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Your 100-Year Financial Plan

It’s quite possible that you’ll live past 100—you’re going to need to start saving now. Here, a retirement plan across five key milestones

The dated model of retirement is crumbling, yet there’s nothing concrete to replace it. Terrifying articles suggesting millennials save $2 million by retirement is laughable. But so is turning to a panel of financial advisors—whom don’t have an answer beyond, “I don’t know, dude, what do you want your retirement to look like?” Factor in the possibility that many of us may live to be 100, and it’s clear we need a fresh set of rules. Here, we plot a new retirement plan across five key milestones.

AGE: 25

Retirement relics say you should have the equivalent of a year’s salary saved by now, but that seems unlikely when there are student loans to pay down and a social life to be had. Don’t panic, but do start saving now—even as little as $25 a month can pay off handsomely in the long run. Stuart Scholten, investment adviser representative at NFP in the retirement division, recommends setting aside 12 to 15 percent of your gross annual pay starting now. If reading that figure makes you feel like hyperventilating, check out Digit, an app that analyzes your spending habits and tucks away extra money into your savings account without you ever missing it.


AGE: 35

Why not schedule a low-key coffee with an accountant, just to get the State of the Union on your finances? Or you can go hi-fi/low-interaction and download the Retire Logix app to help you plan for post-work life. (It’s free, so go ahead and save that 99 cents you thought you were about to fork over.) Also, now’s the time to create a diverse, long-term income stream. “Money saved for the future doesn’t have to be in an investment account,” says Pamela Capalad, founder of Brunch & Budget, a budgeting service for millennials. In today’s freelance economy, it may make sense to focus more on passive income streams than your 401(k)—things like buying and renting out a house, or building a business and hiring people who can take over the brunt of the work.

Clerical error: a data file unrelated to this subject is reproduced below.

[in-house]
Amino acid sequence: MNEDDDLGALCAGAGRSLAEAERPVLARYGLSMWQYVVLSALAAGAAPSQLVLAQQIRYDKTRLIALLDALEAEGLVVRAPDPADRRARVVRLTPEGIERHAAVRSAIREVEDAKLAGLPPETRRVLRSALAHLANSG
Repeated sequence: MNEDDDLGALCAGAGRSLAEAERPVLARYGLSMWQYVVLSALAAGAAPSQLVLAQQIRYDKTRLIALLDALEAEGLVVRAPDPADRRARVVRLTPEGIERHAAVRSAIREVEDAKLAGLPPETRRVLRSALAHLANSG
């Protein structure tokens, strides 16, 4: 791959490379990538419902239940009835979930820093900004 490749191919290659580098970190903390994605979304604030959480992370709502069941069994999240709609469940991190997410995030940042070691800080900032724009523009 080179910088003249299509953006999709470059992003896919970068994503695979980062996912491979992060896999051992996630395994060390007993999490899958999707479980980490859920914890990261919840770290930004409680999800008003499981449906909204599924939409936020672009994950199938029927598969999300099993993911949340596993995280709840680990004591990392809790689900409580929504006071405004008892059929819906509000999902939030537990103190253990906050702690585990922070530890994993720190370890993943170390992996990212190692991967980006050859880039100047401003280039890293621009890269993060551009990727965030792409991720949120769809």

AGE: 55

Time to reinvent yourself. If you’re not utterly passionate about your job, start switching gears to something that’s more fulfilling or uses your skills in a new way. Getting excited about your job isn’t just for bright, young college graduates. Remember: You may end up taking a pay cut, but the goal is to find something you love to do and do it longer. Conversely, you may start making more money than ever before. You can always aim to shift upward—leaving the office but becoming an in-demand consultant, for example. “If you absolutely hate your job, and you just keep thinking about making it to 62, I tell people that maybe the right answer for you would be to take a lower-paying job at age 55 and work it until 70,” says Nancy Collamer, author of Second-Act Careers. “Play around with those numbers a bit. You may end up ahead.”

AGE: 85

Remember that house you bought back in your 30s? Time to kick out the renting whippersnappers and move in yourself—or turn it into an exclusive artists’ colony and start raking in those sweet, sweet residency fees.

AGE: 100

Congratulations, you made it! Hopefully you’re sprawled on a beach somewhere, leisurely checking the royalties from your tell-all memoir, Living the Thinkpiece: My Life as an Overanalyzed Millennial. Pour yourself a margarita and tell Jim the intern that you’ll be back in the office/treehouse/yurt/vegan coffee shop on Monday.

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The problem with American Sign Language (ASL) is that over 500,000 people in the U.S. use it, but the country has over 330 million people.